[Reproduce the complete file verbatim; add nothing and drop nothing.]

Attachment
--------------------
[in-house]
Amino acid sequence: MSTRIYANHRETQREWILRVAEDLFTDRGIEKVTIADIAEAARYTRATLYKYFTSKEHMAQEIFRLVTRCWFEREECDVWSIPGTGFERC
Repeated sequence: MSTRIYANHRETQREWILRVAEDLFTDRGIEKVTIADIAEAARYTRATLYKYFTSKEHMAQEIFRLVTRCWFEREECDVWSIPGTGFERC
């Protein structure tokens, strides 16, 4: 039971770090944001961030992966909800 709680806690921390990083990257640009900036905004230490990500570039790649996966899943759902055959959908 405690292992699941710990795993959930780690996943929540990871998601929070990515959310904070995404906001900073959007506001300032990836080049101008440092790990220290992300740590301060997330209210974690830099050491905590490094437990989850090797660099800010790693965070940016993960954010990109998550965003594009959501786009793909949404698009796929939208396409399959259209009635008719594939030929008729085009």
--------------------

[in-house]
Amino acid sequence: MSTRIYANHRETQREWILRVAEDLFTDRGIEKVTIADIAEAARYTRATLYKYFTSKEHMAQEIFRLVTRCWFEREECDVWSIPGTGFERC
Repeated sequence: MSTRIYANHRETQREWILRVAEDLFTDRGIEKVTIADIAEAARYTRATLYKYFTSKEHMAQEIFRLVTRCWFEREECDVWSIPGTGFERC
């Protein structure tokens, strides 16, 4: 039971770090944001961030992966909800 709680806690921390990083990257640009900036905004230490990500570039790649996966899943759902055959959908 405690292992699941710990795993959930780690996943929540990871998601929070990515959310904070995404906001900073959007506001300032990836080049101008440092790990220290992300740590301060997330209210974690830099050491905590490094437990989850090797660099800010790693965070940016993960954010990109998550965003594009959501786009793909949404698009796929939208396409399959259209009635008719594939030929008729085009």